merriment in the marquee - Keith & Annie's wedding feast

merriment in the marquee - Keith & Annie's wedding feast

It was a beautiful occasion, everything had been done with such love – it was just a shame I wasn’t in a better mood to enjoy it. After funerals of two friends in two weeks I guess it was going to take longer than an evening, however enchanting,to shake my gloom.

Next morning, feeling ‘delicate’ I grabbed a cuppa and some makeshift breakfast (a slice of the wonderful waterfall wedding cake) and packed up the old steed and set off. It was noon, summer solstice, not that you would know it – the weather deciding to be grey and overcast. I stopped off at the beach to clear my head – feeling as flat as the sands.

I fuelled up in Porthmadog – thank god for coffee! ‘people petrol’– and hit the road. The rain hammered down to begin with – not very pleasant – but fortunately my waterproofs kept me dry. I had to keep my eye on the ball on those twisty roads in the wet, so I took it easy along the road to Bala, a biker’s paradise … when it’s dry!

Bala gorsedd circle by Kevan Manwaring

Bala gorsedd circle by Kevan Manwaring

When I reached Bala, I stopped to savour the glittering waters of Llyn Tegid, where I camped the previous summer. Then I parked up to visit the Gorsedd circle, where last year I had witnessed the proclamation of the Welsh National Eisteddfod, which will take place there this year. I decided to experience what it would feel like to, to step up onto the main stone and receive the highest accolade. The circle isn’t in the most inspiring of settings – hemmed in by a carpark and a light industrial estate, but it was still a thrill to stand there and raise the awen.

Bala motte

Bala motte

From the carpark I spotted for the first time at mound – a Norman motte – with a tree growing symbolically from its summit. I decided to check it out and ascended in my leathers. When I got to the top I savoured the view over the surrounding valleys, sitting my back against the trunk, letting its strength support me. Apparently, a popular place for local knitters – imagine the gossip shared – and later on, visitors would be charged a penny to visit it. With interest, I noted on the interpretation board that on the opposite side of the lake a castle said to belong to Gronw Pebr once stood: the man who assassinated Llew Llaw Gyffes, according to the legend in The Mabinogion. The bright solar hero who is shot down in his glory by his shadowy rival… on one level this seemed to represent the fact that the summer solstice is the longest day of the year, but also the point from when the days start getting shorter, as the dark half of the year reclaims its losses and eventually ‘defeats’ its rival (until he is reborn at midwinter and the cycle begins again). On a transpersonal level, it speaks of an unfortunate trait I’ve noticed in people: it is easy to take potshots at those who stand up and shine. It is easier to criticise than create – cynicism is the way of the coward. That is not to say one should be naively optimistic about everything – but to be positive, think positive, act positive, requires more effort and courage than the opposite. We can all wallow, and seek to keep others down if they aspire too high – for their excellence emphasises insecurities in some – whileas, I think by shining it gives others permission to do the same. I believe in empowering people, not putting them down.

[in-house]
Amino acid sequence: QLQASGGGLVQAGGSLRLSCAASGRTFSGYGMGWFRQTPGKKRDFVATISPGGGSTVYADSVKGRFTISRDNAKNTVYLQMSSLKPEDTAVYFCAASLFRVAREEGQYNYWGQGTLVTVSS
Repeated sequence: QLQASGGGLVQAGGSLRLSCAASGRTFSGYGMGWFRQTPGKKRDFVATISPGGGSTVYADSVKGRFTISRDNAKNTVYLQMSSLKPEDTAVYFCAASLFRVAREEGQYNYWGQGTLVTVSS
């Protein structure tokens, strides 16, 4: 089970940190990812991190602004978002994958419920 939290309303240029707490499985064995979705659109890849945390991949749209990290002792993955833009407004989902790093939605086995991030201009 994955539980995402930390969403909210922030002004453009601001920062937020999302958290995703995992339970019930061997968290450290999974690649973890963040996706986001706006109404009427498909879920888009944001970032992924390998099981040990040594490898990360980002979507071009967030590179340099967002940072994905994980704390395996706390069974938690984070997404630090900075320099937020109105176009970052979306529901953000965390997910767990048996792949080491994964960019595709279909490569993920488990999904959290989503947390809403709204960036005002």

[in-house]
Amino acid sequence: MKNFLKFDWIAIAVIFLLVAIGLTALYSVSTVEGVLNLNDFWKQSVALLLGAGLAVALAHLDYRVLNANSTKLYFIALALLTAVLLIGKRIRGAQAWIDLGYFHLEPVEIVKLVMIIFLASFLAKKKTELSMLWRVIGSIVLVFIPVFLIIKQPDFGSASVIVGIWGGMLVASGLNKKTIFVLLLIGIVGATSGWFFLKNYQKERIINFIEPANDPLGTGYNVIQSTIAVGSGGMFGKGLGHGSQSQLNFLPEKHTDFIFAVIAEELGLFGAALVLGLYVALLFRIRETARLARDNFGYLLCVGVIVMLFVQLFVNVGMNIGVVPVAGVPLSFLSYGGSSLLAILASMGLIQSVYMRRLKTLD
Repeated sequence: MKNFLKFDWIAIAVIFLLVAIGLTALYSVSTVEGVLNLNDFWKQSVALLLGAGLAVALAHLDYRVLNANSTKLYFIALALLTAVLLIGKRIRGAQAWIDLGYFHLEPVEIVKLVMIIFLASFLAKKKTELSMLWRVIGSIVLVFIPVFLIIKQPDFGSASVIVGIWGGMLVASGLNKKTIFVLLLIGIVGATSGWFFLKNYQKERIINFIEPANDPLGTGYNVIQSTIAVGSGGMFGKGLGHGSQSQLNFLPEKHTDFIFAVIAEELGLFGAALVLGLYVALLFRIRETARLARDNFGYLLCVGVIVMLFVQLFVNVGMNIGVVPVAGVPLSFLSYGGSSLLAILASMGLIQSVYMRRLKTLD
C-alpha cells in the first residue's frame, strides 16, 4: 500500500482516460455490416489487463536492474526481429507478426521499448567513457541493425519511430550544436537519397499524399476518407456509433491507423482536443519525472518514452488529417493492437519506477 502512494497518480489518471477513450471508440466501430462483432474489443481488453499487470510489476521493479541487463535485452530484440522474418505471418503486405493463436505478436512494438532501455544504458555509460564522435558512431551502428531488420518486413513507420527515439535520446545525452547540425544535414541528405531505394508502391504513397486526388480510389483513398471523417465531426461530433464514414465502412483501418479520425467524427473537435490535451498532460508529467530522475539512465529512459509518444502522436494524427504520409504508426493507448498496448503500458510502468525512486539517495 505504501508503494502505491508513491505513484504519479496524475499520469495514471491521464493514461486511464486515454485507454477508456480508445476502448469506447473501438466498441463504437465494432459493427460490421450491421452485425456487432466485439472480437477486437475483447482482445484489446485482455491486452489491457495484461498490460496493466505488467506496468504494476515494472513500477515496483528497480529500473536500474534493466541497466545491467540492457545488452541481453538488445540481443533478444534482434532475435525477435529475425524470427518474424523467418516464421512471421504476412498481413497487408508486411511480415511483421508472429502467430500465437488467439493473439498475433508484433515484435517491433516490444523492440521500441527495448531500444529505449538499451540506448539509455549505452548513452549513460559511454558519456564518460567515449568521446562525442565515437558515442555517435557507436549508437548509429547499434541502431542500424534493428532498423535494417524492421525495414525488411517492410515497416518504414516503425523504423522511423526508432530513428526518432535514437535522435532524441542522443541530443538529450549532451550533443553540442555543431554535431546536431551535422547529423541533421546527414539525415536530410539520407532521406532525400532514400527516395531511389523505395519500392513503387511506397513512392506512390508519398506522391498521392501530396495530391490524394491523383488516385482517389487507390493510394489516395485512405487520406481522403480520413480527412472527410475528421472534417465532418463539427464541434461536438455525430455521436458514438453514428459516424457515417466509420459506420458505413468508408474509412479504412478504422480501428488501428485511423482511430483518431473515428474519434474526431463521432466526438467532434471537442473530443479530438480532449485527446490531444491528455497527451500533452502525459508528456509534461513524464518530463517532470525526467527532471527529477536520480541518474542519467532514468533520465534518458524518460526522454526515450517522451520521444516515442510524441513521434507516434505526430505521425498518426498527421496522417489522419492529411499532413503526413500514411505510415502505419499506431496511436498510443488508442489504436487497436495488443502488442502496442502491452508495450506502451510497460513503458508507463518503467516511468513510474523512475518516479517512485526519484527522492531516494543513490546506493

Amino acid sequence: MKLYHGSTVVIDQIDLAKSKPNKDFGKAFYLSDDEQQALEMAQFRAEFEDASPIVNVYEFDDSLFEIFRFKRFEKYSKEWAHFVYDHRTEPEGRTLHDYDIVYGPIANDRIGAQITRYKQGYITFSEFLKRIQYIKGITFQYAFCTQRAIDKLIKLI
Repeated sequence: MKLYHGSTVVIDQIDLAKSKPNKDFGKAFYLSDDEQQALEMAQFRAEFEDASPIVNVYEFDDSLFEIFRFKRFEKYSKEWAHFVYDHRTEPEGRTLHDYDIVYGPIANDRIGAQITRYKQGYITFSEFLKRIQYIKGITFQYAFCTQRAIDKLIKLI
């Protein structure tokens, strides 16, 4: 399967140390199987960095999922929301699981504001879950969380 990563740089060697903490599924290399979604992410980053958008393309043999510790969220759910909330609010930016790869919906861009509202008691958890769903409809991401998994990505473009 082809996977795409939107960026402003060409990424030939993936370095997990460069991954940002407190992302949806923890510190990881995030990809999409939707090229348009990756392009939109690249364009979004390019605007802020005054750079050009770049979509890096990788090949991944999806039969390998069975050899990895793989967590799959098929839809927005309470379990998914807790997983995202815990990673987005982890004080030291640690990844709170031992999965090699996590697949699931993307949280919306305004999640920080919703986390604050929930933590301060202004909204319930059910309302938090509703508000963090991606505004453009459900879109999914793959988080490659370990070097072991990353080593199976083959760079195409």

From Bala, I followed a stunning B-road to Pistyll Rhaeadr – a joy to ride along. The sheer beauty of the landscape made me feel so much better. Nature really is the best medicine.

Tan-y-Pistyll tearooms by the waterfall by KM

And then, finally, when it seemed like the higgedly-piggedly road would never run out, there it was, a white horse-tail of water cascading over the cliffs. I was last here 19 years ago, working on a film called The Runner (a dogdy student flick, a substandard John McTiernan effort ‘starring’ Harrison Ford’s brother). Then I was the gaffer’s assistant, helping to set up the lighting and tracks. First to arrive, last to leave. A freezing night shoot I seem to remember. And now I returned – a bard on a bike!

The place is sympathetically managed. There’s a marvellous note on their website:

‘The falls have not been ‘tamed’ with concrete, safety railings and warning signs, It is a natural in its beauty as God intended it to be!’